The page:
NYU Law is one of the largest and most diverse law schools in the US and top of the New York law school rankings. This school provides students with a customizable program experience with 16 available areas of study. This interdisciplinary approach functions effectively with the experiential and clinical aspects of the program, giving students an opportunity to address real-world issues. In this article, we will discuss admissions requirements, law school admissions statistics, academic curriculum, and other information to help you prepare your application to this program.

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Article Contents
7 min read

Mission Statement, Strategic Plan Available Programs The Academic Curriculum Admissions Statistics Tuition, Financing, and Scholarships How to Apply to NYU Law Selection Factors Admissions and Waitlist Contact Information FAQs

Mission Statement, Strategic Plan

Available Programs

Master’s programs: NYU Law offers nine different LLM programs, starting with a basic Master of Laws. The other options include Competition; Innovation & Information Law; Corporation Law, Environmental & Energy Law; International Business Regulation, Litigation & Arbitration; International Legal Studies; International Taxation; Legal Theory; and Taxation. The Master of Laws degree program allows students to customize their learning experience with over 300 course options; adaptability is an essential component of its determination to allow students to align their intellectual and professional goals.

JD program: The Juris Doctor program at NYU Law encompasses a foundational curriculum during the first year of study. Classes are kept small at approximately 26 students, which enables a more collaborative and supportive class structure. Some of the introductory courses include torts, criminal law, procedure, contracts, and property and constitutional law. Students can also take any of the following spring electives: income taxation, international law, criminal procedure: police practices, corporations, constitutional law, and intellectual property. Students enrolled in this program also have access to over 80 student groups designed to help them contribute and belong to the NYU community.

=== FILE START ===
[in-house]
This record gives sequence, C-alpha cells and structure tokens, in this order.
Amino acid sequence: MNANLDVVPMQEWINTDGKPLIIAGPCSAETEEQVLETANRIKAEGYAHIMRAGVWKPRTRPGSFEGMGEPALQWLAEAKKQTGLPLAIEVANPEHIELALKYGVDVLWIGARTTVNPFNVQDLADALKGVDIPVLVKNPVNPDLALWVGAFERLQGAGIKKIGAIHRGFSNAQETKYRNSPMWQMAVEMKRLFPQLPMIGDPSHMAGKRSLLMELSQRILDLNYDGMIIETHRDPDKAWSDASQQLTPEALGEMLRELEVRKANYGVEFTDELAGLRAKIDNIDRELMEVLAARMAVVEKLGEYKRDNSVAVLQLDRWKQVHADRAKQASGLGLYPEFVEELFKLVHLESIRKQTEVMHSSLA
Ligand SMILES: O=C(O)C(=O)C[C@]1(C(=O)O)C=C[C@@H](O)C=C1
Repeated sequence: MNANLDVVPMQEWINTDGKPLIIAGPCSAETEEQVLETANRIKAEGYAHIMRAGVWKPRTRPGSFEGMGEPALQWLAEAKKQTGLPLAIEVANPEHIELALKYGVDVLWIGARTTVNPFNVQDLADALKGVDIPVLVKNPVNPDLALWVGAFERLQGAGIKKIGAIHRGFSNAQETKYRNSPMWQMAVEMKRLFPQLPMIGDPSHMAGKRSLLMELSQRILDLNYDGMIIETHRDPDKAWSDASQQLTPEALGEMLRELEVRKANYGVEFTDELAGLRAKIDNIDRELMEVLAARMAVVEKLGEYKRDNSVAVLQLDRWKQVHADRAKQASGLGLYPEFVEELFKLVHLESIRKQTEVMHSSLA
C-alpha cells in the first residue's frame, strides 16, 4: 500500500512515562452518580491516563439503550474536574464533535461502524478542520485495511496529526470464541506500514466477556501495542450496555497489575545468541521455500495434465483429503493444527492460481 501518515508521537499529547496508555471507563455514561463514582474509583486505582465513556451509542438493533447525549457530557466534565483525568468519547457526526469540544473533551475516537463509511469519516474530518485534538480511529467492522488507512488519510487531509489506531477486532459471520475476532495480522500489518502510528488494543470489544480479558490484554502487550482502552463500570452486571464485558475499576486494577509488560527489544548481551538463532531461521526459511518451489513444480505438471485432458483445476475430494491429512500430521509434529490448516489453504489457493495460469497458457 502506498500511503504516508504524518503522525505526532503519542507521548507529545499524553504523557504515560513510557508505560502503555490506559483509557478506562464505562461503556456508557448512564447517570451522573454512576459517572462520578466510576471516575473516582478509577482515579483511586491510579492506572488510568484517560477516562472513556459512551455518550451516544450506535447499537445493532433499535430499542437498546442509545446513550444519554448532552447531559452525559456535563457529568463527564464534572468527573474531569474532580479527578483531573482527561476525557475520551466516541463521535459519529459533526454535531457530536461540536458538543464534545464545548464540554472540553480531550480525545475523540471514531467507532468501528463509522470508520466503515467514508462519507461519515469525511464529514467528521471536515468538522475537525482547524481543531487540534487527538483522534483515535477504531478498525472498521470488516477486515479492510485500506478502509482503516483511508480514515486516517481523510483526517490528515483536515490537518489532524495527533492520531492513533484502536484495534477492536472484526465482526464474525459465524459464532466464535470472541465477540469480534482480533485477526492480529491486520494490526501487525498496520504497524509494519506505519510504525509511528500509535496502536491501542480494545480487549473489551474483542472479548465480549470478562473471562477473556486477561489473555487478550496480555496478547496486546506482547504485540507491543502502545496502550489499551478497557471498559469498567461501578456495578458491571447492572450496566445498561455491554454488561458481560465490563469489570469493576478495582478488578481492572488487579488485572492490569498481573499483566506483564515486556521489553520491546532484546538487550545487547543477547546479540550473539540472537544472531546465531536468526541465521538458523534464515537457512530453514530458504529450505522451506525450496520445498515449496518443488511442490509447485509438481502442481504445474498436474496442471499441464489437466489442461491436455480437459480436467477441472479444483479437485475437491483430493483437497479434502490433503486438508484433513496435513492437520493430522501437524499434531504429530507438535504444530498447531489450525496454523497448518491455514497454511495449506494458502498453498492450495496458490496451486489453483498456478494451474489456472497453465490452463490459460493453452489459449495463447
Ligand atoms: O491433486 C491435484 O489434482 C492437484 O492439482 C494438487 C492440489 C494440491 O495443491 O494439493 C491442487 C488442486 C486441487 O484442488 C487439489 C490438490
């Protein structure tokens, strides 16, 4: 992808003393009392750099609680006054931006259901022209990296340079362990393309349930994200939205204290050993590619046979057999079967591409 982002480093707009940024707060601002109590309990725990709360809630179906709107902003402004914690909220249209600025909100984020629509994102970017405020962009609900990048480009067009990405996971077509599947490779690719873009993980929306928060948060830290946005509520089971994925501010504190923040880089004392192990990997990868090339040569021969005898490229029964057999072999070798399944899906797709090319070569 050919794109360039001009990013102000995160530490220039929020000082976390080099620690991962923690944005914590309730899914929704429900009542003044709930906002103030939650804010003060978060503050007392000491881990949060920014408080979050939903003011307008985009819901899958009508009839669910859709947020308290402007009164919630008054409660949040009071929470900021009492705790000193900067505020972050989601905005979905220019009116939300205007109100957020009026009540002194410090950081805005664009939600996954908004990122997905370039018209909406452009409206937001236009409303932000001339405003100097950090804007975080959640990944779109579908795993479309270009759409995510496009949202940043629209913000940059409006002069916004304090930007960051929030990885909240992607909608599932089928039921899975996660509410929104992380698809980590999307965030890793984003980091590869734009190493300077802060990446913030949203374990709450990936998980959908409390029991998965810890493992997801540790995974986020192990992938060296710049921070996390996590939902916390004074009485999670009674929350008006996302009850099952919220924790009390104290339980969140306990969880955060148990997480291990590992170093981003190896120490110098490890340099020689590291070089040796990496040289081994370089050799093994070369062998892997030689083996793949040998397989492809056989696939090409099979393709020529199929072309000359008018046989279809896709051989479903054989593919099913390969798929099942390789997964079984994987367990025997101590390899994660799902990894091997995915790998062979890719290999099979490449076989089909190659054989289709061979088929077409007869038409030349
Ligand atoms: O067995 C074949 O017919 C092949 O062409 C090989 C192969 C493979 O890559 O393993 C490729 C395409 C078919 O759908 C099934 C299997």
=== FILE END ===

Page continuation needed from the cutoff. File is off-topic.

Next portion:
Dual programs: The dual degree programs offered at NYU Law give students the opportunity to complete a JD and a master’s degree in a condensed time frame. If students are interested in pursuing a dual degree, they must submit an application to both schools. Note that admissions decisions will be made independently, which means acceptance by one school does not guarantee acceptance by the second. Here are the following dual degree options:

The Academic Curriculum

The curriculum at NYU Law combines a series of foundational courses in the first year with externship fieldwork. For the first-year curriculum, the following courses are required: contracts, criminal lawyering, legislation and the regulatory state procedure, torts, and an elective. Elective options include constitutional law, corporations, criminal procedure: police practices, income taxation, intellectual property, international law, and property.

Aside from the core curriculum, students must also satisfy a writing requirement. For option A of the writing requirement, students must produce an analytical paper of no less than 10,000 words under the supervision of a faculty member. Students have a few choices for the structure and form of the document: it may be a traditional journal note, empirical research with analysis, a proposal for law reform, or a memorandum of law or a discussion of a significant legal issue. Students will complete the paper as part of a directed research credit or as part of a seminar or class activity. For writing requirement option B, students complete a 5,000-word paper in two different classes. Each paper can take a variety of forms, including a brief, motion, contract, or policy analysis, among others. Writing completed as part of a clinic or externship can also satisfy the option B requirements.